Intracellular calcium measurements
Intracellular calcium transients in human iPS cell-derived cardiac myocytes were measured using fluo-4 AM fluorescent indicator (Invitrogen, Carlsbad, CA) in RPMI/B27 medium. Fluo-4 AM (2 μM) was loaded for 20 min at 37°C, followed by a 5 min dye washout. Rhythmically contracting areas were visualized using a laser-scanning confocal microscope (Eclipse TE2000-U; Nikon, Tokyo, Japan) with a Plan Apo 10× air NA 0.45 objective lens (Nikon Corp, Tokyo). Images were acquired every 700 ms using EZ-C1 software (EZ-C1 2.10, Nikon Corp, Tokyo), and data were analyzed with MetaMorph 6.1 software (Universal Imaging, West Chester, PA).
Soldner F, Hockemeyer D, Beard C, Gao Q, Bell GW, Cook EG, Hargus G, Blak A, Cooper O, Mitalipova M, Isacson O, Jaenisch R: Parkinson's disease patient-derived induced pluripotent stem cells free of viral reprogramming factors. Cell. 2009, 136: 964-977. 10.1016/j.cell.2009.02.013.
Ebert AD, Yu J, Rose FFJ, Mattis VB, Lorson CL, Thomson JA, Svendsen CN: Induced pluripotent stem cells from a spinal muscular atrophy patient. Nature. 2009, 457: 277-280. 10.1038/nature07677.
Huangfu D, Osafune K, Maehr R, Guo W, Eijkelenboom A, Chen S, Muhlestein W, Melton DA: Induction of pluripotent stem cells from primary human fibroblasts with only Oct4 and Sox2. Nat Biotechnol. 2008, 26: 1269-1275. 10.1038/nbt.1502.
Mali P, Chou BK, Yen J, Ye Z, Zou J, Dowey S, Brodsky RA, Ohm JE, Yu W, Baylin SB, Yusa K, Bradley A, Meyers DJ, Mukherjee C, Cole PA, Cheng L: Butyrate Greatly Enhances Derivation of Human Induced Pluripotent Stem Cells by Promoting Epigenetic Remodeling and the Expression of Pluripotency-Associated Genes. Stem Cells. 2010
Takahashi K, Tanabe K, Ohnuki M, Narita M, Ichisaka T, Tomoda K, Yamanaka S: Induction of pluripotent stem cells from adult human fibroblasts by defined factors. Cell. 2007, 131: 861-872. 10.1016/j.cell.2007.11.019.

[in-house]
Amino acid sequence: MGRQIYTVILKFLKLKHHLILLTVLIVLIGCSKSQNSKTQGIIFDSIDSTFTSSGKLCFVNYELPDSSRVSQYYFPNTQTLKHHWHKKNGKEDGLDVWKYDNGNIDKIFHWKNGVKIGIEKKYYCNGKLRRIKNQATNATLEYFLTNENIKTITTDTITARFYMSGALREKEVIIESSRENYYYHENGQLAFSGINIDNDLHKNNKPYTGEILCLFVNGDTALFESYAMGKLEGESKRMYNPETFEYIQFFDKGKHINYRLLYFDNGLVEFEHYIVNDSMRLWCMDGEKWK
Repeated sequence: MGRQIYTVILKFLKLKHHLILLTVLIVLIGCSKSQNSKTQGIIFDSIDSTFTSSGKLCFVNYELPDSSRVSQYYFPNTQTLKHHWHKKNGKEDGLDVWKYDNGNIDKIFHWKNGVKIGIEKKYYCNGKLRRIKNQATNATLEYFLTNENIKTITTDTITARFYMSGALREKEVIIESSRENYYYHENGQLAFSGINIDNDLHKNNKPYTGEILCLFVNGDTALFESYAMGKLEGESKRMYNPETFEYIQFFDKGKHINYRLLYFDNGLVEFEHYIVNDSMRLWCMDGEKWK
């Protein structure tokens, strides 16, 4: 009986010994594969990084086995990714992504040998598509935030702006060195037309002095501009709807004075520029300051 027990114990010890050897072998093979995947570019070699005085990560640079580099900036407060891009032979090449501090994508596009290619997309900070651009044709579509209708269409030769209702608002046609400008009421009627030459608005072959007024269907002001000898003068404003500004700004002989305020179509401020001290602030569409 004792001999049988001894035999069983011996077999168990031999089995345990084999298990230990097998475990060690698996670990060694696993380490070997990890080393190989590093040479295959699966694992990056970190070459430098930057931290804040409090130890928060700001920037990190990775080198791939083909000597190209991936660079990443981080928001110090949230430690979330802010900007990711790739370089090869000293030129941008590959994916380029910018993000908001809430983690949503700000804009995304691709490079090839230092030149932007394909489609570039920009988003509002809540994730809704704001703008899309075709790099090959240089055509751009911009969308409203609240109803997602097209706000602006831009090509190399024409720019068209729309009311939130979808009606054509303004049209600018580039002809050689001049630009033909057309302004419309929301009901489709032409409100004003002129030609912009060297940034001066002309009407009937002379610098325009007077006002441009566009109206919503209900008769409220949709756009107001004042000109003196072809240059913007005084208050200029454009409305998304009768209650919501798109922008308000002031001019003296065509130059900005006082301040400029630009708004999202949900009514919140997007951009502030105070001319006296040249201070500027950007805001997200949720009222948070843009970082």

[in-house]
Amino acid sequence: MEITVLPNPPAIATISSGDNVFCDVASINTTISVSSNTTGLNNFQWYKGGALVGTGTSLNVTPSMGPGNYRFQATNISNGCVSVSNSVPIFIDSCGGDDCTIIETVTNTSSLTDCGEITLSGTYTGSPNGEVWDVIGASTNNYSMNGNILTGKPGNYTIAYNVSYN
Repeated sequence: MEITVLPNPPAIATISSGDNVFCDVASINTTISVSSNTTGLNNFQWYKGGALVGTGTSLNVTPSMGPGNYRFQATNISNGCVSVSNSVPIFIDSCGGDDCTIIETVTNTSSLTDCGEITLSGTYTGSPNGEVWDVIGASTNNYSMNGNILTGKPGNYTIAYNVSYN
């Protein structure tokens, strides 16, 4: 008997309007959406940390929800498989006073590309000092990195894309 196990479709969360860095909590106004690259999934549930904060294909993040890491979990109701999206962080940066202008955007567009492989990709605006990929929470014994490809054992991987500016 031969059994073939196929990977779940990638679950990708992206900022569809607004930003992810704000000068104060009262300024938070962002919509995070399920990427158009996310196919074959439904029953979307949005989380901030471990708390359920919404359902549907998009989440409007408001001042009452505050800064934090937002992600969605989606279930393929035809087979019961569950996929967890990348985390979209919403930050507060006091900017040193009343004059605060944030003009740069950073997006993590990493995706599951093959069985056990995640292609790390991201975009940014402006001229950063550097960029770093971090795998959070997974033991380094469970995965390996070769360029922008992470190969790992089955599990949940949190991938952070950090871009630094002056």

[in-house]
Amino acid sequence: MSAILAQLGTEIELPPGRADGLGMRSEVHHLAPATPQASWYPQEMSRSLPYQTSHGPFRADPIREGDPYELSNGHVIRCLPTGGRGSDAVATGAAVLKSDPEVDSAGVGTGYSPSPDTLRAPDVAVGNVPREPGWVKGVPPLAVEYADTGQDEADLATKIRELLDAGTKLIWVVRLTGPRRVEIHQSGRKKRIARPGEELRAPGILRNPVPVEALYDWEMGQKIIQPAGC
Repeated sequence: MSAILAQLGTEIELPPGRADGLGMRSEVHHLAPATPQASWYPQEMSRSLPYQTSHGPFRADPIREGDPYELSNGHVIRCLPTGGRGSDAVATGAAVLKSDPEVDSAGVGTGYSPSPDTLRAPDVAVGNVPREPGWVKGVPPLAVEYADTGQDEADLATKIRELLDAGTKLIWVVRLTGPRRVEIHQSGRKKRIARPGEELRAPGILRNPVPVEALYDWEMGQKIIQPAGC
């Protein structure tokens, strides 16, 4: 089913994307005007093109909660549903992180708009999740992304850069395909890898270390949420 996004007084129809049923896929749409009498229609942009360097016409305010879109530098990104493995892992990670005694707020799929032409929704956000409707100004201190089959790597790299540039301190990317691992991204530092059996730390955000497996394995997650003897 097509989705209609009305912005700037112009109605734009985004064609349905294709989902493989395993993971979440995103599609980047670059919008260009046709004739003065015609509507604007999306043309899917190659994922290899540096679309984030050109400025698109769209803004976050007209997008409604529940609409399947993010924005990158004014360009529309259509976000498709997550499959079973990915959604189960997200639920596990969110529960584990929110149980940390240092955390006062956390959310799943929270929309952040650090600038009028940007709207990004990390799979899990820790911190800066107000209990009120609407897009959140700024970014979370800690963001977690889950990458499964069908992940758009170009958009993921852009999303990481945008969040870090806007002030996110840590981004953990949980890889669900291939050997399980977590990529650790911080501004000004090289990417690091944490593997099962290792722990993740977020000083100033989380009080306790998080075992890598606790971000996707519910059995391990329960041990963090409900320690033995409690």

Yu J, Vodyanik MA, Smuga-Otto K, Antosiewicz-Bourget J, Frane JL, Tian S, Nie J, Jonsdottir GA, Ruotti V, Stewart R, Slukvin II, Thomson JA: Induced pluripotent stem cell lines derived from human somatic cells. Science. 2007, 318: 1917-1920. 10.1126/science.1151526.
Rizzino A: Sox2 and Oct-3/4: A Versatile Pair of Master Regulators that Orchestrate the Self-renewal and Pluripotency of Embryonic Stem Cells by Functioning as Molecular Rheostats. Wiley Interdiscip Rev Syst Biol Med. 2009, 1: 228-236. 10.1002/wsbm.12.
Brambrink T, Foreman R, Welstead GG, Lengner CJ, Wernig M, Suh H, Jaenisch R: Sequential expression of pluripotency markers during direct reprogramming of mouse somatic cells. Cell Stem Cell. 2008, 2: 151-159. 10.1016/j.stem.2008.01.004.
Stadtfeld M, Nagaya M, Utikal J, Weir G, Hochedlinger K: Induced pluripotent stem cells generated without viral integration. Science. 2008, 322: 945-949. 10.1126/science.1162494.
Zhou W, Freed CR: Adenoviral gene delivery can reprogram human fibroblasts to induced pluripotent stem cells. Stem Cells. 2009, 27: 2667-2674. 10.1002/stem.201.
Fusaki N, Ban H, Nishiyama A, Saeki K, Hasegawa M: Efficient induction of transgene-free human pluripotent stem cells using a vector based on Sendai virus, an RNA virus that does not integrate into the host genome. Proc Jpn Acad Ser B Phys Biol Sci. 2009, 85: 348-362. 10.2183/pjab.85.348.
Kim D, Kim CH, Moon JI, Chung YG, Chang MY, Han BS, Ko S, Yang E, Cha KY, Lanza R, Kim KS: Generation of human induced pluripotent stem cells by direct delivery of reprogramming proteins. Cell Stem Cell. 2009, 4: 472-476. 10.1016/j.stem.2009.05.005.
Yu J, Hu K, Smuga-Otto K, Tian S, Stewart R, Slukvin II, Thomson JA: Human induced pluripotent stem cells free of vector and transgene sequences. Science. 2009, 324: 797-801. 10.1126/science.1172482.